2. Quantification of Romo1 protein expression

Romo1 protein expression was measured by immunohistochemical staining. Four-micron-thick sections were prepared for each specimen and the staining was performed using a BOND-MAX Immunoautostainer (Leica Biosystems, Newcastle Upon Tyne, UK). Slides were heated at 98°C for 20 minutes and cooled for 10 minutes in Epitope Retrieval Solution 1 and 0.01 M citrate buffer (pH 6.0), respectively. Slides were then washed in distilled water, followed by blocking of endogenous peroxidase activity using a Bond Polymer Refine Detection Kit (Leica Biosystems) for 5 minutes. Slides were washed and placed in Tris-buffered saline, followed by incubation for 30 minutes with a Romo1 monoclonal antibody (OriGene Technologies, Rockville, MD) at a 1:200 dilution. Sections were developed with 3,3′-diaminobenzidine chromogen solution for 7 minutes, counterstained with hematoxylin, and dehydrated. Human colon adenocarcinoma tissue was used as a positive control, and slides stained without the primary antibody were used as a negative control.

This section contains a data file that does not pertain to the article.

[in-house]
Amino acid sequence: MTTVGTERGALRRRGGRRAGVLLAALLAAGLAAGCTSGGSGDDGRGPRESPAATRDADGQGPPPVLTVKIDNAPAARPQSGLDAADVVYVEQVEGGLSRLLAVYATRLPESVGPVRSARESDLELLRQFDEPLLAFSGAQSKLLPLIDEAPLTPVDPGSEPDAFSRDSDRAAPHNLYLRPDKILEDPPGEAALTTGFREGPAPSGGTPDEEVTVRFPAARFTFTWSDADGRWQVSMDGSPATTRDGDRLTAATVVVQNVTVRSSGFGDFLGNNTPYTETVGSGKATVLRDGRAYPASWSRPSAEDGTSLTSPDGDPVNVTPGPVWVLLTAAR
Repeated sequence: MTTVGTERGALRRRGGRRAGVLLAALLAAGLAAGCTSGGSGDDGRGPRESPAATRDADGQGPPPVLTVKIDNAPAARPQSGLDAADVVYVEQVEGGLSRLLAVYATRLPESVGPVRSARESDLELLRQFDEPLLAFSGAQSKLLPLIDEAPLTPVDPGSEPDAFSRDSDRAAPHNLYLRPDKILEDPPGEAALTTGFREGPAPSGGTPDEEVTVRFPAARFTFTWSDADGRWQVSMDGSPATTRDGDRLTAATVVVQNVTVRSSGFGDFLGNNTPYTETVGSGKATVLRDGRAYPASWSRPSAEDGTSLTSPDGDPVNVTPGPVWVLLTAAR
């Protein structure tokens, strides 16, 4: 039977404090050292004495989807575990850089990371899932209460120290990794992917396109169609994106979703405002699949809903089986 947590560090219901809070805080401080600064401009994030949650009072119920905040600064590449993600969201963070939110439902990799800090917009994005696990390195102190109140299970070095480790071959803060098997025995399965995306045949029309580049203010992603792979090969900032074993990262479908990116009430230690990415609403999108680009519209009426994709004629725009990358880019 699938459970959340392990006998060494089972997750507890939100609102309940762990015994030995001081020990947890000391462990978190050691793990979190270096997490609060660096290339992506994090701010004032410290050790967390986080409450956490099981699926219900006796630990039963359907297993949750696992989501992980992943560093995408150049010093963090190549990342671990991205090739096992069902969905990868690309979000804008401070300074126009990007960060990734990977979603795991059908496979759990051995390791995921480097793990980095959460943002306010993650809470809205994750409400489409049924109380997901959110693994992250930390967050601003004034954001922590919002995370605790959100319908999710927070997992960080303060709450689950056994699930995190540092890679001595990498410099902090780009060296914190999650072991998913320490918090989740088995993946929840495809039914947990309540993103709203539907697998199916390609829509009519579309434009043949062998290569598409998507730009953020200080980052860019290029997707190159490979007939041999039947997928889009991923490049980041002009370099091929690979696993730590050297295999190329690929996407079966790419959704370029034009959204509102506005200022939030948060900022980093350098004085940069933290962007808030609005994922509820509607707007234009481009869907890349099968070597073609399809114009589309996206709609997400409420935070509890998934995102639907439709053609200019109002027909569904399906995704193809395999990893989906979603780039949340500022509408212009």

Histopathological assessment was performed separately by two investigators (S.H.L. and S.I.C.) and then a consensus was made on discordant assessment. Stained cells were interpreted as positive when cytoplasmic staining was identified. Staining intensities of individual cells were graded as 0 (no staining), 1 (weak), 2 (distinct), or 3 (strong), and the percentages of cells with these staining intensities were calculated. Finally, histological scores (H scores) were calculated by multiplying staining intensities by the percentages of cells with each staining intensity (possible range, 0 to 300).

3. Statistical analyses